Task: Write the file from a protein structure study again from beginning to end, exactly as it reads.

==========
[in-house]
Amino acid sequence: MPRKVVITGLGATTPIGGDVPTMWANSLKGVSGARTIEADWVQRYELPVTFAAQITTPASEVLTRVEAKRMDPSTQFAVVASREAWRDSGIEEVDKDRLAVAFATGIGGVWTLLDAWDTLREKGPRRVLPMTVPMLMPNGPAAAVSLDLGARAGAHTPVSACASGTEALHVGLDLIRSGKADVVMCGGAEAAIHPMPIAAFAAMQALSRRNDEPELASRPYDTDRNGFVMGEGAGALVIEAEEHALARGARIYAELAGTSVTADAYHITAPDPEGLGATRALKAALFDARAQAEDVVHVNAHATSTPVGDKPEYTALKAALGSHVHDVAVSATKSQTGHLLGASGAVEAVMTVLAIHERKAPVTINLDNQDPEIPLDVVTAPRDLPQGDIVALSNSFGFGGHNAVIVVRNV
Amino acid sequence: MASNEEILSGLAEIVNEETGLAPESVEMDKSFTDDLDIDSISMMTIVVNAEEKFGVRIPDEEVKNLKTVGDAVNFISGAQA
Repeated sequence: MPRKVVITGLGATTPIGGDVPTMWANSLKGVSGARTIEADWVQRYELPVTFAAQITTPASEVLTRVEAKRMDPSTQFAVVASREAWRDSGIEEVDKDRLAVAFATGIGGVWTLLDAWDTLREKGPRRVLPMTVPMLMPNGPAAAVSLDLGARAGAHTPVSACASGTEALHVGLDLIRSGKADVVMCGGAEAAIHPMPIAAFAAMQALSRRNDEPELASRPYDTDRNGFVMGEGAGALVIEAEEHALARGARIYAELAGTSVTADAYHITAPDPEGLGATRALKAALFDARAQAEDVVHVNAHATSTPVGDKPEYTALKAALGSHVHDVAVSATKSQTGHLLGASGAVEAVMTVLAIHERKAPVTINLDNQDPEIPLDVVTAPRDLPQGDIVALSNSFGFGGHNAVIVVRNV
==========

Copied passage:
[in-house]
Amino acid sequence: MPRKVVITGLGATTPIGGDVPTMWANSLKGVSGARTIEADWVQRYELPVTFAAQITTPASEVLTRVEAKRMDPSTQFAVVASREAWRDSGIEEVDKDRLAVAFATGIGGVWTLLDAWDTLREKGPRRVLPMTVPMLMPNGPAAAVSLDLGARAGAHTPVSACASGTEALHVGLDLIRSGKADVVMCGGAEAAIHPMPIAAFAAMQALSRRNDEPELASRPYDTDRNGFVMGEGAGALVIEAEEHALARGARIYAELAGTSVTADAYHITAPDPEGLGATRALKAALFDARAQAEDVVHVNAHATSTPVGDKPEYTALKAALGSHVHDVAVSATKSQTGHLLGASGAVEAVMTVLAIHERKAPVTINLDNQDPEIPLDVVTAPRDLPQGDIVALSNSFGFGGHNAVIVVRNV
Amino acid sequence: MASNEEILSGLAEIVNEETGLAPESVEMDKSFTDDLDIDSISMMTIVVNAEEKFGVRIPDEEVKNLKTVGDAVNFISGAQA
Repeated sequence: MPRKVVITGLGATTPIGGDVPTMWANSLKGVSGARTIEADWVQRYELPVTFAAQITTPASEVLTRVEAKRMDPSTQFAVVASREAWRDSGIEEVDKDRLAVAFATGIGGVWTLLDAWDTLREKGPRRVLPMTVPMLMPNGPAAAVSLDLGARAGAHTPVSACASGTEALHVGLDLIRSGKADVVMCGGAEAAIHPMPIAAFAAMQALSRRNDEPELASRPYDTDRNGFVMGEGAGALVIEAEEHALARGARIYAELAGTSVTADAYHITAPDPEGLGATRALKAALFDARAQAEDVVHVNAHATSTPVGDKPEYTALKAALGSHVHDVAVSATKSQTGHLLGASGAVEAVMTVLAIHERKAPVTINLDNQDPEIPLDVVTAPRDLPQGDIVALSNSFGFGGHNAVIVVRNV